People in Phoenix suffer third-degree burns from sidewalk

A Phoenix burn doctor warns of the serious injuries people are sustaining after hitting the sidewalk as the city grapples with a brutal heatwave.

“We see a lot of patients who fall on concrete, sidewalk or asphalt and get very, very deep burns as a result,” says Dr. Kevin Foster, the director of the Arizona Burn Center. said the Canadian Broadcasting Corporation in an interview which aired on Thursday.

A billboard shows a temperature of 118 degrees Fahrenheit during a record heatwave in Phoenix on July 18.
A billboard shows a temperature of 118 degrees Fahrenheit during a record heatwave in Phoenix on July 18.

PATRICK T. FALLON/AFP via Getty Images

In such situations, the burns are “almost always third-degree,” he said.

On a hot afternoon, “black asphalt can reach 170 to 180 degrees [Fahrenheit]’ Foster added. Burn victims are often elderly people who fall and are unable to get up, or people who have fallen due to illness.

“It tends to make those injuries really, really bad because people just stay down for a long period of time,” Foster said.

Phoenix’s Multiple record-breaking heatwave has scorched the city with temperatures that have reached at least 110 degrees for 21 consecutive days until now. The capital of Arizona is one of many places around the world Frying as a result of human-caused climate change combined with the El Niño climate pattern.

People take to the streets "The zone," a massive homeless camp, home to hundreds, during a record heatwave in Phoenix on July 19.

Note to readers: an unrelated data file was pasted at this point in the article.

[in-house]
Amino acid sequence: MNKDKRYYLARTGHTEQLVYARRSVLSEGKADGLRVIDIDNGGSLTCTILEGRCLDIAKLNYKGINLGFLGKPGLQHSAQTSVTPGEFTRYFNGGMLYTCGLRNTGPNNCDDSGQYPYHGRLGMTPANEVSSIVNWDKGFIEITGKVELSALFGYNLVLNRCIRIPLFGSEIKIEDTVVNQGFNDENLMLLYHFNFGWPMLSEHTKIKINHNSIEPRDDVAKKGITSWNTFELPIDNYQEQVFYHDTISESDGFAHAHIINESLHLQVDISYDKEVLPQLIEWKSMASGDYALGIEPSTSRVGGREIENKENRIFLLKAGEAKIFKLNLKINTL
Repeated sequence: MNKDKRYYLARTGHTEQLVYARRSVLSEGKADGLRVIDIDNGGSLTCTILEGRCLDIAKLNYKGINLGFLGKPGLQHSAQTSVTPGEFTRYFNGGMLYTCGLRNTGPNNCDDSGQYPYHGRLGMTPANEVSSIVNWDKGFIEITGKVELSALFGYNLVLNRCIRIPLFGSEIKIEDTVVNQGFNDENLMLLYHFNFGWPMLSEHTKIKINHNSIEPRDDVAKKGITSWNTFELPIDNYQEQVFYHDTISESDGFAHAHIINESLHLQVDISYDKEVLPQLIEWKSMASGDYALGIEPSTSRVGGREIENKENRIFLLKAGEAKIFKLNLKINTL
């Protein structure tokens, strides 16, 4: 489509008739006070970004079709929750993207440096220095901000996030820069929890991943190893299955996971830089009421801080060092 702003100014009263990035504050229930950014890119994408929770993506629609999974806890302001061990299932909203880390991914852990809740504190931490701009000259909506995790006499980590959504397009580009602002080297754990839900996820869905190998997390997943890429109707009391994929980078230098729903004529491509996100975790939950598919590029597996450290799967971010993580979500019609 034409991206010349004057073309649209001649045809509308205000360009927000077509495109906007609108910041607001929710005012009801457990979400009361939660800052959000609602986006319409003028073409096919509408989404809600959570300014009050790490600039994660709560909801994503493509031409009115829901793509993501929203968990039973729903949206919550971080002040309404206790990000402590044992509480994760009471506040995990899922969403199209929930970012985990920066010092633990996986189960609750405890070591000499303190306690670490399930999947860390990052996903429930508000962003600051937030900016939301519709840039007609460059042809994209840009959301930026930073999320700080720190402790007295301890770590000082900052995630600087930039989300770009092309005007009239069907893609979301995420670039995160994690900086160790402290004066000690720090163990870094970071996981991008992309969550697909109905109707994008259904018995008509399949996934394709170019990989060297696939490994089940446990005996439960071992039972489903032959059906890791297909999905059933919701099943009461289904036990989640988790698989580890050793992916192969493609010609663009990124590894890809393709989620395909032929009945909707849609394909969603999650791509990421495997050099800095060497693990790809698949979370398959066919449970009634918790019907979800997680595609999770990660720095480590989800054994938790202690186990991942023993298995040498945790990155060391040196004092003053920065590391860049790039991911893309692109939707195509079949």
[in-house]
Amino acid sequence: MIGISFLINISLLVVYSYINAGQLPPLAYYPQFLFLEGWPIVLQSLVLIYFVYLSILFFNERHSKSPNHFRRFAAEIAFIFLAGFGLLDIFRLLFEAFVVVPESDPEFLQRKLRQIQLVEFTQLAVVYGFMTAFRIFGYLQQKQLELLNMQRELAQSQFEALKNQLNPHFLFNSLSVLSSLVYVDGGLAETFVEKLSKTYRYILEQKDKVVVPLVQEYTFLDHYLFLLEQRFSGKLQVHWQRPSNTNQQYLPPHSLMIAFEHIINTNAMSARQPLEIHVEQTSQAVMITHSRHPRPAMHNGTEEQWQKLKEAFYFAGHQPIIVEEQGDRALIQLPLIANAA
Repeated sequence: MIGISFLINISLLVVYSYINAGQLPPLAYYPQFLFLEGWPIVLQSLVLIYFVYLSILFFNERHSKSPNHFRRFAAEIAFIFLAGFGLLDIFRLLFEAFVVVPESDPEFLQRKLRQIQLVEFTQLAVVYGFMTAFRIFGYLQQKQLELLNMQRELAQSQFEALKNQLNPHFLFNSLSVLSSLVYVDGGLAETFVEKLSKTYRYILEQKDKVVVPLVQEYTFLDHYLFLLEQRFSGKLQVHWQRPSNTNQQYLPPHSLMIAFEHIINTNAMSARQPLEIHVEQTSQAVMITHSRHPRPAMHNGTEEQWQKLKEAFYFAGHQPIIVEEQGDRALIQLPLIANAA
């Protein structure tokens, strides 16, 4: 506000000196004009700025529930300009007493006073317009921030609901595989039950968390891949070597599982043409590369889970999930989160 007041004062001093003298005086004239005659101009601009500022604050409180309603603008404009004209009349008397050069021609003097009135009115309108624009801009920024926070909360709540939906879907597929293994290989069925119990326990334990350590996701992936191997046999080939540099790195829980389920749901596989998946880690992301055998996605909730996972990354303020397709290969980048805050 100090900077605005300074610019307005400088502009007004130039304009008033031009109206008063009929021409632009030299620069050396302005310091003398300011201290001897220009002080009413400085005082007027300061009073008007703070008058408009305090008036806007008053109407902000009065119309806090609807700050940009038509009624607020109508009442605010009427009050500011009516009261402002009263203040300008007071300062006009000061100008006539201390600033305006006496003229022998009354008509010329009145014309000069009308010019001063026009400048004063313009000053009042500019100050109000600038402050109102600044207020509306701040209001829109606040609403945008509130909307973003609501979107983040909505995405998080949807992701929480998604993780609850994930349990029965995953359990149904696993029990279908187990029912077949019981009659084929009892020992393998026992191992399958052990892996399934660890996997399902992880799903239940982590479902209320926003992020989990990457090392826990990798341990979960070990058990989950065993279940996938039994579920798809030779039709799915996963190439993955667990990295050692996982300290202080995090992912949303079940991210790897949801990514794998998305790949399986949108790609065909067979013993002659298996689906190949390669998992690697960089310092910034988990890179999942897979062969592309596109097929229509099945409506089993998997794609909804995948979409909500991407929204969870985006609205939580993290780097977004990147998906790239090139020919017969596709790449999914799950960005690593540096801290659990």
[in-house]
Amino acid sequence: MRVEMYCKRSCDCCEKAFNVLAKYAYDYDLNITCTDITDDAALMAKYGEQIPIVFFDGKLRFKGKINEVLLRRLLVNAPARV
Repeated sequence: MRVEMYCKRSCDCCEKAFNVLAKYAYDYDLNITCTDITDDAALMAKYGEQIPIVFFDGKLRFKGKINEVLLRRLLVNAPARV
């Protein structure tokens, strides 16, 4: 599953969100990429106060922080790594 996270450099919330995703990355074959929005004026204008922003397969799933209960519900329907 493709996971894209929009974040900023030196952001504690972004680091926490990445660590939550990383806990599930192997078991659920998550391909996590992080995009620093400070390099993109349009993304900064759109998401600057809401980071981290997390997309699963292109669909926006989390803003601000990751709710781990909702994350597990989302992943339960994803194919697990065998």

During a record-breaking heatwave in Phoenix on July 19, people take to the streets in “The Zone,” a massive homeless camp housing hundreds.

PATRICK T. FALLON/AFP via Getty Images

Air Force veteran Christopher Malcolm said NBC News about the severe burns he sustained through a sidewalk in Las Vegas about two weeks ago. While waiting for a bus in 110 degrees, the 73-year-old sat on the ground and suffered such severe burns on his jeans that he now needs surgery.

“This level of heat that we’re having in Phoenix right now is tremendously dangerous, especially for people who either don’t have air conditioning or can’t afford to run their air conditioning,” Evan Mallen, senior analyst at Georgia Institute of Technology’s Urban Climate Lab, told The Associated Press.

Last summer, Phoenix suffered what was dubbed the city’s heat wave “The Worst Ever” At that time, 85 people were hospitalized for heat-related contact burns. Seven of these people died from their injuries. according to a press release from Valleywise Health Medical Center, where the Arizona Burn Center is located.

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